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March 5, 2019 | 11:00 a.m. - 12:00 p.m.
Category: Seminar
Location: Integrative Biosciences Center Conference room | Map
6135 Woodward Ave.
Detroit , MI 48202
Cost: Free
Audience: Academic Staff, Community, Current Graduate Students, Current Undergraduate Students, Faculty

The Campus Community is invited to a research seminar

 Inhaling Cardiometabolic Diseases: Time for Intervention

hosted by

the Department of Family Medicine and Public Health Sciences,

the Institute of Environmental Health Sciences and the Center for Urban Responses to Environmental Stressors,

 and Translational Sciences and Clinical Research Innovation -  Office of the Dean of the School of Medicine and the Vice President for Research

with guest speaker, Robert Brook, M.D., University of Michigan

March 5, 2019

11 a.m. to 12 noon

IBio Conference Center

Dr. Robert Brook is a professor of Internal Medicine in the Division of Cardiovascular Medicine at the University of Michigan. He is a graduate of Michigan State University and the University of Michigan Medical School. He completed internal medicine residency at Northwestern Memorial Hospital and a fellowship in hypertension, hyperlipidemia, and vascular medicine at the University of Michigan. Dr. Brook joined the University of Michigan faculty in 1999 and was promoted to associate professor in 2008 and to professor in 2014. He is a fellow of the American Heart Association, Society for Vascular Medicine and the National Lipid Association.

His clinical interests are in resistant/secondary hypertension, orthostatic hypotension, complex lipid disorders, and cardiovascular disease prevention. He is the director of the Comprehensive Hypertension Center at the University of Michigan.  

Dr. Brook has authored over 220 peer-reviewed publications in the areas of vascular physiology, atherosclerosis, cardiovascular imaging, hypertension, the metabolic syndrome, cardiovascular disease prevention, and hyperlipidemia. He has maintained interest in the intersection between lung diseases, air pollution and cardio-metabolic disorders. He has ongoing interests in non-pharmacological treatments of hypertension and served as the chairperson for an American Heart Association (AHA) scientific statement on alternative approaches for blood pressure-lowering and as a member of the most recent AHA update on resistant hypertension.  Dr. Brook’s main research interest continues to be the cardio-metabolic health effects of air pollutants with an emphasis on understanding the biological mechanisms by which they cause heart diseases and promote the metabolic syndrome. He has served as the Chairperson of two separate AHA scientific statements regarding the cardiovascular effects of air pollution in 2004 and in 2010 and has ongoing studies across Asia and North America.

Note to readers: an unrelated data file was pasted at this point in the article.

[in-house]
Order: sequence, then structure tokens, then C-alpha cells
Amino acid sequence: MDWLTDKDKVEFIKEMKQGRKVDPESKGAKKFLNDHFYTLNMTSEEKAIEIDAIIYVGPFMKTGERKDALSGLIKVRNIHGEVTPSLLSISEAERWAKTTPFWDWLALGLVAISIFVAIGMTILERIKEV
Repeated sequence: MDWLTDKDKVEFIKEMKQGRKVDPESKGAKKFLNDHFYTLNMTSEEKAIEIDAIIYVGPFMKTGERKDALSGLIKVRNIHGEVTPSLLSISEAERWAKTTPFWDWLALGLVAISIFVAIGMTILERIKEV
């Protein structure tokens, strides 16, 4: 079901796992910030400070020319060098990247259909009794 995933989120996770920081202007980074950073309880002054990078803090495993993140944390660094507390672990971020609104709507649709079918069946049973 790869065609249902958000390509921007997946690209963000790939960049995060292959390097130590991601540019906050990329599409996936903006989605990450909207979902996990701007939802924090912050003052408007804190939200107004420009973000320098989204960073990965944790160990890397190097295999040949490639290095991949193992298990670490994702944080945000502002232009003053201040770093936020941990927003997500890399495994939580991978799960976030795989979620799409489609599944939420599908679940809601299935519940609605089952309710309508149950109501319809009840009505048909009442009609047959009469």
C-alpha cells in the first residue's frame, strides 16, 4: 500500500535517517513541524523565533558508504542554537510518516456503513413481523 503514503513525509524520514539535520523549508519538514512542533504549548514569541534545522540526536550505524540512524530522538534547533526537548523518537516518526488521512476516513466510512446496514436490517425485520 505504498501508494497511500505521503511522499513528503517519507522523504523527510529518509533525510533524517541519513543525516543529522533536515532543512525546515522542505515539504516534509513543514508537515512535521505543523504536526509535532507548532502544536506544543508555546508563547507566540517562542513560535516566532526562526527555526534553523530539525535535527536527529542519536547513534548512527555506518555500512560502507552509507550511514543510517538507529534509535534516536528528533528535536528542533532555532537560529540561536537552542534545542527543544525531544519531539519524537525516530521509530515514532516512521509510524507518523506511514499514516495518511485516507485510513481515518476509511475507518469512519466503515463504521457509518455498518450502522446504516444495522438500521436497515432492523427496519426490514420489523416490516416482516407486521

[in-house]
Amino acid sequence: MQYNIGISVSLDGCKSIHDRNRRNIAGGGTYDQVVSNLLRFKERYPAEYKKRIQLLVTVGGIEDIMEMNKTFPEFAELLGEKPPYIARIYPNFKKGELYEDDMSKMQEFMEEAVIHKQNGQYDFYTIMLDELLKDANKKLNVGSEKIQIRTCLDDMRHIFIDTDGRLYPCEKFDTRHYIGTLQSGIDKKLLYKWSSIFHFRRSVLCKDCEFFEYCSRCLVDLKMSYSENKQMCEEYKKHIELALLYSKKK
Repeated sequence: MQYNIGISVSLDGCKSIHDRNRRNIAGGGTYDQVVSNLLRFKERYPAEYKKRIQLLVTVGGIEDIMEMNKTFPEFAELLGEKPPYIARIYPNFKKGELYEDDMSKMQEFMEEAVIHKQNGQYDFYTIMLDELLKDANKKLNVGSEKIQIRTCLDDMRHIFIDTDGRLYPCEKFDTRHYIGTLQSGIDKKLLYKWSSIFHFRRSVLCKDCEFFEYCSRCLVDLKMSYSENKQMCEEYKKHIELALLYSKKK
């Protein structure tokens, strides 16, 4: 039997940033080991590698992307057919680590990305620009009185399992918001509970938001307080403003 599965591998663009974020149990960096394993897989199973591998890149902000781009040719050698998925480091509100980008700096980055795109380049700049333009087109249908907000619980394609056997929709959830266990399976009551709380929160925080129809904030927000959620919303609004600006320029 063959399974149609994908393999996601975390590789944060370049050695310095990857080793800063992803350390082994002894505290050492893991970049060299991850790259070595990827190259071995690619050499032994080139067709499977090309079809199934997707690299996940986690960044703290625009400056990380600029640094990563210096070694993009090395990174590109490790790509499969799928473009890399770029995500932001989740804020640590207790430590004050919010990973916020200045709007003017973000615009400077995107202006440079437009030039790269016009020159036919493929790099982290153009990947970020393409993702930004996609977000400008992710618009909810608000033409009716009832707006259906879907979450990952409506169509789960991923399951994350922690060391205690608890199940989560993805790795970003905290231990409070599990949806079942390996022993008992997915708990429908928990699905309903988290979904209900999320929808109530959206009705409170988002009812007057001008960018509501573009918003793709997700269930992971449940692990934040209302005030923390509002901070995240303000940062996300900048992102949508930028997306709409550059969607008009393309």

Abstract:

Fine particulate matter 2.5) air pollution ranks among the leading risk factors for global morbidity and mortality. The largest source of PM2.5 is from anthropogenic processes involving fossil fuel combustion (e.g., coal, gasoline). While prompting pulmonary illnesses, roughly two-thirds of PM2,5-related deaths are from cardiovascular diseases. Short-term exposure over days to higher air pollution levels is known to trigger myocardial infarctions, strokes, heart failure, arrhythmias and sudden death. However, longer-term exposures over years increase the risks for cardiovascular events by a substantially larger magnitude.  We have shown that this amplified risk is at least partially due to PM2.5 potentiating the development of chronic cardiometabolic conditions including high blood pressure (BP), hyperlipidemia, and insulin resistance/diabetes. As such, air pollution is increasingly being recognized as a risk factor for the cardiometabolic syndrome. Overall air quality has improved across the US during the past few decades leading to reductions in all-cause mortality; nonetheless, nearly 20% of urban locations remain polluted above current Air Quality Guidelines (AQGs). Moreover, low levels of PM2.5 within AQGs (3) still pose significant health risks. Even present-day air pollution levels are associated with at least 88,000 excess deaths per year in the US. To help mitigate the persistent and pernicious threat posed by PM2.5 we have launched a series of studies to test the health benefits of personal-level actions to reduce exposures. Our latest project demonstrated that inexpensive portable air cleaners can reduce indoor PM2.5 concentrations and result in a lowering of BP within a few days among seniors living in Midtown Detroit.  A newly launched study in Beijing China is currently focusing on the protective actions of wearing respirators among post-myocardial infarction patients living in a heavily-polluted megacity. The over-arching objective of our ongoing research program is to validate the benefits of practical personal-level preventive measures to protect against the harmful effects of PM2.5 across the global range of air quality. The ultimate goal is to launch large-scale clinical trials to definitely evalute the merits of these approaches as part of the effort to combat the global epidemic of air pollution.

 

For more information about this event, please contact Julie O'Connor at 313-577-8845 or julie.oconnor@wayne.edu.